DESCRIPTION (provided by applicant): Intrauterine growth restriction (IUGR) in developed countries accounts for 4-8% of all births and increases perinatal morbidity and mortality. The leading cause of IUGR is decreased nutrient supply to the developing fetus, which results in asymmetric fetal growth due to fetal compensatory mechanisms that maintain viability by sparing critical organs at the expense of others. Epidemiological evidence indicates that IUGR small for gestational age (SGA) infants have a higher susceptibility for adult diseases including non-insulin dependent diabetes mellitus (NIDDM). An explanation for this increased predisposition to NIDDM in adulthood may be fetal programming of structure, physiology, and/or metabolism of pancreatic endocrine cells. Pancreatic beta-cells/islets secrete catabolic and anabolic hormones, which play a central role in regulating metabolism. Therefore, if beta-cell growth and differentiation are reduced by nutrient deprivation, lasting consequences may include decreased beta-cell responsiveness (i.e. decreased insulin secretion capacity) and NIDDM. Additionally, reductions of beta-cell function can be produced by regulatory genes that are structurally changed or epigenetically altered to create a different and lasting functional program. The long-term goal of this project is to determine mechanisms of fetal programming. Specifically, this proposal will examine endocrine pancreas morphometry and development in placental insufficiency IUGR sheep fetuses to characterize this model for fetal pancreatic programming. First we will determine pancreatic developmental stages in the normal fetus during gestation, and subsequently determine deficiencies in beta-cell differentiation and growth that occur in nutrient deprived IUGR fetuses. Additionally, pancreas morphology will be examined for aberrant mesenchymal-epithelial interaction to begin to identify the role of paracrine factors on pancreas endocrine development. Next we will examine gene expression profiles using microarrays to identify regulatory genes that limit pancreas development and/or function by fetal placental insufficiency. We postulate that reductions in fetal beta-cell mass are resulting from decreased beta-cell neogenesis due to limitation in endocrine precursor cells. Gene expression profiles for the developing and IUGR pancreases will be examined to identify regulatory genes involved in programming pancreatic architecture and/or beta-cell function, which lead to reduced insulin secretion responsiveness. These studies will identify mechanisms of fetal programming, be they genetic, structural, or a combination of both, that alter an individual's life-long physiology, providing a firmer foundation for the scientific basis of "fetal origins of adult disease."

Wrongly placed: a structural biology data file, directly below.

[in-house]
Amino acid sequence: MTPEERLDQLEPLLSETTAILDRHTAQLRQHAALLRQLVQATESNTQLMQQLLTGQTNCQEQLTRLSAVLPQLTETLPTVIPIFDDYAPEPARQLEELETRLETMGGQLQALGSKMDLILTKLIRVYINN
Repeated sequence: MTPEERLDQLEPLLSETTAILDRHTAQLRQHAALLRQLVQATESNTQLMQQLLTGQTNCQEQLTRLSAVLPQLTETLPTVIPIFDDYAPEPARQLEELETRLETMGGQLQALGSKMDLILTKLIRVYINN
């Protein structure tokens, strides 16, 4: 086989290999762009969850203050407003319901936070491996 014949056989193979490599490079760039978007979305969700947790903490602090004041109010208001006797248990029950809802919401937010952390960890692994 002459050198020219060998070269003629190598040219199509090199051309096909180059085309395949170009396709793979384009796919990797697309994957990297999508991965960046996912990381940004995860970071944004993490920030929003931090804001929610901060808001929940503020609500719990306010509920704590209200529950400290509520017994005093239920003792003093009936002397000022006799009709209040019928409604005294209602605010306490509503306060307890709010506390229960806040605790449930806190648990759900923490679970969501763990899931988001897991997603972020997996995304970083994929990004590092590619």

|Effective start/end date||9/20/04 → 1/31/09|
- National Institutes of Health: $129,951.00
- National Institutes of Health: $129,654.00
- National Institutes of Health: $131,031.00
- National Institutes of Health: $104,566.00
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